Keeping it real
Dalston’s proudly unreconstructed Ridley Road Market is a great source of cheap and cheerful ingredients, from the earthy to the exotic. Rachel Walker goes shopping for a cost-conscious, healthy supper: the perfect thing for a modest month.
It’s a sunny Friday, and Ridley Road Market is in full swing. Bunches of plantain, shelves of dried fish and bolt upon bolt of patterned fabrics. The East End market has existed for decades – it’s said to have been the inspiration behind Eastender’s Walford Market, but now has a definite Caribbean vibe and has been susceptible to the odd rat meat allegations.
Ridley Road is set just back from the East London Line. Tune out the high-pitched market cries, and you can hear the low rumble of a train speeding past. The area is constantly changing – as has always been the way in east London. Currently, the streets surrounding Ridley Road are a patchwork of newly renovated Victorian houses, council estates and boarded-up pubs.
But Ridley Road Market shows no sign of gentrification. Not a cappuccino, a loaf of sourdough or slice of Cornish Yarg in sight. The butchers are crammed with the bits nobody else wants. The fillet of beef and legs of lamb went to Borough. Ridley Road ended up with the “sheep”, the hooves and offal. It’s a homage to “nose to tail” eating – ignoring London’s eating trends and the recent renaissance. Tripe never went out of fashion on Ridley Road.
Shops fall in one of five categories. There are the aforementioned butchers, fishmongers, grocers, fabric shops and then a category best labelled “miscellaneous” – anything from watches to “designer” handbags.
The fishmongers are eager to chat. It’s 1pm, but they have the wide-eyed look caused by an early morning trip to Billingsgate. Some fish are laid out on ice, some are pre-packed in bags and others sold straight from styrofoam containers. There are piles of dried fish, and brown crabs nudging the lids of boxes. Glistening sacks of fish eggs and boxes of dry smoked barracuda, contorted so that their tails impale their tiny heads.
I buy a bag of hake – a kilogram for a fiver. A hake grows up to a metre long, and is a strong fish, with a big backbone to prove it. You can slice fillets off hake, as with any round fish. But I ended up with circular rounds, quickly cut with a vertical action, rather than the more skilled horizontal slicing from the bone required for fillets. Still, at a fiver a bag, you can’t go wrong.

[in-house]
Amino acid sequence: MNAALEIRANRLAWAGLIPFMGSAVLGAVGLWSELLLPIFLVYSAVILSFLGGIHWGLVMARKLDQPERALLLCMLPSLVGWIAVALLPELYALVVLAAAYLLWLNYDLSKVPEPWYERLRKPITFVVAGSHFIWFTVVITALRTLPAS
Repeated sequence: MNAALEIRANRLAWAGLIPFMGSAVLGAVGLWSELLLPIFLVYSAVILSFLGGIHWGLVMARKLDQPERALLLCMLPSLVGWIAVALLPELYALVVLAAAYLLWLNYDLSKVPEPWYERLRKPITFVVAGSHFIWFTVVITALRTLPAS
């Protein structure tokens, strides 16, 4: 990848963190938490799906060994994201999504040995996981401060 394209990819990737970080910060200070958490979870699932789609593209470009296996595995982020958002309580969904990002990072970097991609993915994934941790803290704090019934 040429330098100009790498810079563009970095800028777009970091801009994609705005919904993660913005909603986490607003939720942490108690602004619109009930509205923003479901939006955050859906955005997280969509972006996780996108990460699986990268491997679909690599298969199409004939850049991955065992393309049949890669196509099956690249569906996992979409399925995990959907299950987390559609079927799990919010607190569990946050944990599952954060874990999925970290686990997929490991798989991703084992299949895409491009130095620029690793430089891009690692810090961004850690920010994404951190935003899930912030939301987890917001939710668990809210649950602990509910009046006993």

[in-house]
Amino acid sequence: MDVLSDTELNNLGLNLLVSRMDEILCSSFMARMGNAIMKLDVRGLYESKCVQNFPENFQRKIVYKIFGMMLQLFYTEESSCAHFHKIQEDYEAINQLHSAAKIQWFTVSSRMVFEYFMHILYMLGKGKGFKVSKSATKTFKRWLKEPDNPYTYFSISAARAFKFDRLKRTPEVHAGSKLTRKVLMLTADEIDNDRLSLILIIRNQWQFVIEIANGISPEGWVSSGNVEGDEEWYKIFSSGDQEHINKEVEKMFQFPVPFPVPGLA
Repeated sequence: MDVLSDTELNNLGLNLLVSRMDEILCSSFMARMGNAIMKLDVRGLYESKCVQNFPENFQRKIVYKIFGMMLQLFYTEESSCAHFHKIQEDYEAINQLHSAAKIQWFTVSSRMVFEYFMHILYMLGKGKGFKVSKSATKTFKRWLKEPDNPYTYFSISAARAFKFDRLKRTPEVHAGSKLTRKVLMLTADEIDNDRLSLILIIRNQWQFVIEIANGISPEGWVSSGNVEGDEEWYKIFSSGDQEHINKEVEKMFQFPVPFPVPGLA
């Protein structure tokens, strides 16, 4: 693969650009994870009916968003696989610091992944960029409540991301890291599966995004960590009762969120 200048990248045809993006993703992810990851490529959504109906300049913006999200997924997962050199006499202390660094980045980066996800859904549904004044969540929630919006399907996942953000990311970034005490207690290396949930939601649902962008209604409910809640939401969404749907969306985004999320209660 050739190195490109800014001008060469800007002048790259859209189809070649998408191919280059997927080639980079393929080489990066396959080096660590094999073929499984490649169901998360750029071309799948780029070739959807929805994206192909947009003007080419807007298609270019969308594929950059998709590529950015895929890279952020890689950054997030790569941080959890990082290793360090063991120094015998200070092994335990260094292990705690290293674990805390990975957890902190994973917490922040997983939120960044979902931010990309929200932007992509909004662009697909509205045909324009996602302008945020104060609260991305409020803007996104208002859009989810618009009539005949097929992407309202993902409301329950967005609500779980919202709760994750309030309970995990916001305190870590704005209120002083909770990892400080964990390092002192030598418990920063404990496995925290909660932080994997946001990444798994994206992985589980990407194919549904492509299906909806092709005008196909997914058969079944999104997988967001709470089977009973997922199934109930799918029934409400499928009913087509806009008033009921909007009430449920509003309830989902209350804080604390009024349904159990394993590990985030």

Hake is a particularly popular fish in Spain and Portugal, but we’re seeing more and more appearing in British markets – a friend suggested it was maybe because of Spain and Portugal’s struggling economy. Right now, they can’t afford hake, so more are slipping through the net – so to speak – and reaching Billingsgate by the boxful. Either way, it is a delicious, fleshy fish. It has a robust consistency, making it easy to cook, unlike more delicate fish which can quickly dry out or disintegrate. Hake has a meaty texture, but a mild consistency, so it’s best accompanied by nice strong flavours, like this paprika-spiced Spanish stew.
Spanish hake stew
Serves 4-6 people
- 1 tbsp olive oil
- 1 large onion, thinly sliced
- 3 garlic cloves, crushed
- 100g chorizo, sliced
- 1 tsp/tbsp paprika (dependent on brand/strength)
- 250ml white wine (or good fish stock)
- 400g tinned tomatoes
- 400g tinned butterbeans, drained and rinsed
- 150-200g sliced hake per person
- Flat leaf parsley, to garnish
- Heat the oil in a shallow casserole dish, or a deep frying pan. Add the onions and chorizo, and cook on a medium heat for 10 minutes until the onions are coloured red and cooked, and the chorizo is starting to crisp, but not brown.
- Add the garlic to the pan for a couple of minutes, and then stir in the ground paprika. Pour white wine or fish stock over the onion mixture. Add the tinned tomatoes and butterbeans to the pan, and cook for 10-12 minutes on a medium heat.
- Place the circles of hake on top of the tomato sauce. If you have a lid for the shallow casserole dish, put it on – and if you’re using a frying pan, then put a flat tray on top, so that you create a nice steamy environment, and there isn’t too much liquid evaporating off the sauce. Cook the circles of hake for 4-5 minutes on one side. Turn them over, and cook in the same way for the same amount of time on the other side.
- Serve with brown/saffron rice, or slices of bread, and garnish with flat leaf parsley.